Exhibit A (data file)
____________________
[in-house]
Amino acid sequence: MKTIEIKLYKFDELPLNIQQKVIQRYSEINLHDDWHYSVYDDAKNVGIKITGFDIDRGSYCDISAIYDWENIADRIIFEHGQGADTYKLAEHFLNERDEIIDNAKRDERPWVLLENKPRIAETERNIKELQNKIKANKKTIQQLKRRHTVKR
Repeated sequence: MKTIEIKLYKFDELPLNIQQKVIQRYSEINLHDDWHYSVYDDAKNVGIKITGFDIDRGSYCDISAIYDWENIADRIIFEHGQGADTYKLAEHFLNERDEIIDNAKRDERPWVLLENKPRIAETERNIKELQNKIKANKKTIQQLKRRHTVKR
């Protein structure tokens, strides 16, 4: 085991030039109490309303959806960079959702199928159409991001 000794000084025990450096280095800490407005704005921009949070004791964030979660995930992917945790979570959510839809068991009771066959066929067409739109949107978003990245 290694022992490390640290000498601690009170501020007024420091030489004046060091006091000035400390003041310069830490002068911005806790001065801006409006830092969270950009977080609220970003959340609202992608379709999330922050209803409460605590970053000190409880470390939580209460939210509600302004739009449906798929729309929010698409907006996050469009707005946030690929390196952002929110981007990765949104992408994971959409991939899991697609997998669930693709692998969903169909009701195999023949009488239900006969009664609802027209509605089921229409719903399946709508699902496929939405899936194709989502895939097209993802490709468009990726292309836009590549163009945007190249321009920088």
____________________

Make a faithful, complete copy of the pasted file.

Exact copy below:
[in-house]
Amino acid sequence: MKTIEIKLYKFDELPLNIQQKVIQRYSEINLHDDWHYSVYDDAKNVGIKITGFDIDRGSYCDISAIYDWENIADRIIFEHGQGADTYKLAEHFLNERDEIIDNAKRDERPWVLLENKPRIAETERNIKELQNKIKANKKTIQQLKRRHTVKR
Repeated sequence: MKTIEIKLYKFDELPLNIQQKVIQRYSEINLHDDWHYSVYDDAKNVGIKITGFDIDRGSYCDISAIYDWENIADRIIFEHGQGADTYKLAEHFLNERDEIIDNAKRDERPWVLLENKPRIAETERNIKELQNKIKANKKTIQQLKRRHTVKR
């Protein structure tokens, strides 16, 4: 085991030039109490309303959806960079959702199928159409991001 000794000084025990450096280095800490407005704005921009949070004791964030979660995930992917945790979570959510839809068991009771066959066929067409739109949107978003990245 290694022992490390640290000498601690009170501020007024420091030489004046060091006091000035400390003041310069830490002068911005806790001065801006409006830092969270950009977080609220970003959340609202992608379709999330922050209803409460605590970053000190409880470390939580209460939210509600302004739009449906798929729309929010698409907006996050469009707005946030690929390196952002929110981007990765949104992408994971959409991939899991697609997998669930693709692998969903169909009701195999023949009488239900006969009664609802027209509605089921229409719903399946709508699902496929939405899936194709989502895939097209993802490709468009990726292309836009590549163009945007190249321009920088």